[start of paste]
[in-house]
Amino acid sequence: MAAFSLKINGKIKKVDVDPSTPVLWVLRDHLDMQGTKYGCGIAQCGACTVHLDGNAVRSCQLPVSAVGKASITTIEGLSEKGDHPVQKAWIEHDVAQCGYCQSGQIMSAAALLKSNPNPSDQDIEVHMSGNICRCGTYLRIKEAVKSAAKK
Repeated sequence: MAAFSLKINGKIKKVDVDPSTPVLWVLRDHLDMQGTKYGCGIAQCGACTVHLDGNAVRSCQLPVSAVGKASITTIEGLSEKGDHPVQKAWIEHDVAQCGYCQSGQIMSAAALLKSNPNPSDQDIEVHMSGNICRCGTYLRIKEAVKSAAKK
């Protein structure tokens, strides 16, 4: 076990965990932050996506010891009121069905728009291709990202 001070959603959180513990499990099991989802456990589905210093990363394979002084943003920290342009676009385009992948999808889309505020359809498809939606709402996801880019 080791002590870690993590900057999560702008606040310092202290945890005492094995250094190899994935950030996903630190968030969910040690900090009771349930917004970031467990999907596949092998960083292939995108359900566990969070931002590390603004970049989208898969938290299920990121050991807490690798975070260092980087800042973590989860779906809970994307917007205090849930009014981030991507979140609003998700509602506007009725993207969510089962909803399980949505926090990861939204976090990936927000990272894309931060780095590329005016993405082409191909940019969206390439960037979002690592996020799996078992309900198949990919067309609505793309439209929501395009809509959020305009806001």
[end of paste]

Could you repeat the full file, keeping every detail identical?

[in-house]
Amino acid sequence: MAAFSLKINGKIKKVDVDPSTPVLWVLRDHLDMQGTKYGCGIAQCGACTVHLDGNAVRSCQLPVSAVGKASITTIEGLSEKGDHPVQKAWIEHDVAQCGYCQSGQIMSAAALLKSNPNPSDQDIEVHMSGNICRCGTYLRIKEAVKSAAKK
Repeated sequence: MAAFSLKINGKIKKVDVDPSTPVLWVLRDHLDMQGTKYGCGIAQCGACTVHLDGNAVRSCQLPVSAVGKASITTIEGLSEKGDHPVQKAWIEHDVAQCGYCQSGQIMSAAALLKSNPNPSDQDIEVHMSGNICRCGTYLRIKEAVKSAAKK
């Protein structure tokens, strides 16, 4: 076990965990932050996506010891009121069905728009291709990202 001070959603959180513990499990099991989802456990589905210093990363394979002084943003920290342009676009385009992948999808889309505020359809498809939606709402996801880019 080791002590870690993590900057999560702008606040310092202290945890005492094995250094190899994935950030996903630190968030969910040690900090009771349930917004970031467990999907596949092998960083292939995108359900566990969070931002590390603004970049989208898969938290299920990121050991807490690798975070260092980087800042973590989860779906809970994307917007205090849930009014981030991507979140609003998700509602506007009725993207969510089962909803399980949505926090990861939204976090990936927000990272894309931060780095590329005016993405082409191909940019969206390439960037979002690592996020799996078992309900198949990919067309609505793309439209929501395009809509959020305009806001």